Max was a fervent supporter of the Russian Revolution, but later became disillusioned, initially by some ugly realities of Soviet life that he witnessed first hand; but primarily by the Stalin purges of the mid-1930’s.  That was sort of the crunch time for many American radicals.  One had essentially 3 choices:

  1. Become a Trotskyite – Go, Team Bronstein!
  2. Support Stalin ALL THE WAY  (including purges) – Go Joe! or
  3. Drop out of the movement

Max Eastman picked Option #3.

According to his wiki entry, Max eventually wandered over all the way to the other side of the fence; became a supporter of capitalist free-market economics, and an anti-Communist.  Even wrote articles for the right-wing National Review – gasp!   But that’s something that people don’t understand and can’t comprehend about intellectuals:

Namely, they always have a choice.  An intellectual can support the working class today; wake up tomorrow and decide he supports the capitalists instead.  Nothing all that strange about it – the mind is a flexible thing.  Heck, even workers and peasants can switch sides, inside their own heads.  The only thing they can’t do, maybe, is get a job as a journalist.

As Lenin used to say:  “Facts are stubborn things.”

Things to Watch For

When you are watching the movie, here are a couple of things to watch for:

  • At 33:00 minutes in Lieutenant Schmidt makes a cameo appearance.  Russian literature buffs will recognize Schmidt as the father of Ostap Bender; as well as of Shura Balaganov, Mikheil Panikovsky, and several other dutiful sons.
  • At 45:00 minutes in, Admiral Kolchak is gifted with a live goose, by a group of grateful peasants.  Again, literary buffs will recognize this as a scene right out of Ilf and Petrov, except that it was Panikovsky who stole the goose!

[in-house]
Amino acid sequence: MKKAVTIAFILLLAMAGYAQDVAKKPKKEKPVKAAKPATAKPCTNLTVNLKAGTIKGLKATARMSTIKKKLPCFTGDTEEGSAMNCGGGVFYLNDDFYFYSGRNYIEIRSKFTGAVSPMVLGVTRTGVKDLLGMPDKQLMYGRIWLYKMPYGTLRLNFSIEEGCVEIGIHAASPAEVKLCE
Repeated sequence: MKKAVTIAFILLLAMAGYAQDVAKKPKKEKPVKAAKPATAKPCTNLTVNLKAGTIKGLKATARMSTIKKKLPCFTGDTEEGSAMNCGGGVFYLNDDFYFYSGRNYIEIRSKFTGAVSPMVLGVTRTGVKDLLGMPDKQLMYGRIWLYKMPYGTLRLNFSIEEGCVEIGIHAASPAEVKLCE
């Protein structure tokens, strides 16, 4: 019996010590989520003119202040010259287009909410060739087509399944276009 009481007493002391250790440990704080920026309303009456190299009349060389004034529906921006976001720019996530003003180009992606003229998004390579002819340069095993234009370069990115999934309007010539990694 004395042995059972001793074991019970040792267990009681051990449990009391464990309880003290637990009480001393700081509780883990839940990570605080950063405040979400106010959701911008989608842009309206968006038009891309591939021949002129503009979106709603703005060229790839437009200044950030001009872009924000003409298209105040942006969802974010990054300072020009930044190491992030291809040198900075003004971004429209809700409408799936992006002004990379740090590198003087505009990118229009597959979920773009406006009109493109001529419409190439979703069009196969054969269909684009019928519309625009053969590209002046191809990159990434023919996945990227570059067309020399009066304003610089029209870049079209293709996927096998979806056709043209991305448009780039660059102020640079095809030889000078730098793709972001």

And before I leave you to enjoy the movie, I have to make just one other point.  And this occurred to me last week, when I was putting together the “April Theses” posts.  I probably should have mentioned it then, but better late than never.

Namely, I believe that for 100 years now, people have been MIS-translating into English the Bolshevik slogan “Вся Власть Советам!” as “All Power to the Soviets!”

I believe that this is actually an incorrect translation.  The Russian word власть (“vlast”) has two meanings – an abstract one (“power”) and a more concrete one (“government”).

In his April Theses, Lenin was proposing, not some abstract concept, like the Soviets should suddenly acquire super-powers and shoot up into outer space; but rather a concrete and even prosaic idea:  That the Provisional Government should be overturned, and that the network of soviets (=councils) should assume governmental authority.  Like pass legislation, make foreign policy, and pretty much rule the country.  That sort of thing.

Hence, the translation should have been:  “Transfer all Government functions to the Soviets”

And with that out of the way, please grab your popcorn and enjoy our feature presentation: